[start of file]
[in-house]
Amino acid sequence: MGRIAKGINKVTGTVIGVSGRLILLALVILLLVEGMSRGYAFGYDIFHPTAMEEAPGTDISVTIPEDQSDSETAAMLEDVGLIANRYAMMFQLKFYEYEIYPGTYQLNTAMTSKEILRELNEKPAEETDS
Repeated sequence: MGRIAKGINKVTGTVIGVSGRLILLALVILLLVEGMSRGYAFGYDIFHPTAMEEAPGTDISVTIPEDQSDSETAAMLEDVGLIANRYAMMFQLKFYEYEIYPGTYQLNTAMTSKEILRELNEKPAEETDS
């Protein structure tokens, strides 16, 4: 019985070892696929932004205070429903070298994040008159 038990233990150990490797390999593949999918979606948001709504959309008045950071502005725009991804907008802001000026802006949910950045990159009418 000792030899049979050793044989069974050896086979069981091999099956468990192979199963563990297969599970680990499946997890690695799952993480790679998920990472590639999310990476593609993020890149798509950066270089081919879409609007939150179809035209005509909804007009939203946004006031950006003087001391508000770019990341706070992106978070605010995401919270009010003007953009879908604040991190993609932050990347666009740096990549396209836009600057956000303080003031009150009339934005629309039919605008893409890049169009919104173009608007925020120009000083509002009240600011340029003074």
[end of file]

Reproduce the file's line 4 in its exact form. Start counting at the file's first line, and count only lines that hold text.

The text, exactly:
């Protein structure tokens, strides 16, 4: 019985070892696929932004205070429903070298994040008159 038990233990150990490797390999593949999918979606948001709504959309008045950071502005725009991804907008802001000026802006949910950045990159009418 000792030899049979050793044989069974050896086979069981091999099956468990192979199963563990297969599970680990499946997890690695799952993480790679998920990472590639999310990476593609993020890149798509950066270089081919879409609007939150179809035209005509909804007009939203946004006031950006003087001391508000770019990341706070992106978070605010995401919270009010003007953009879908604040991190993609932050990347666009740096990549396209836009600057956000303080003031009150009339934005629309039919605008893409890049169009919104173009608007925020120009000083509002009240600011340029003074």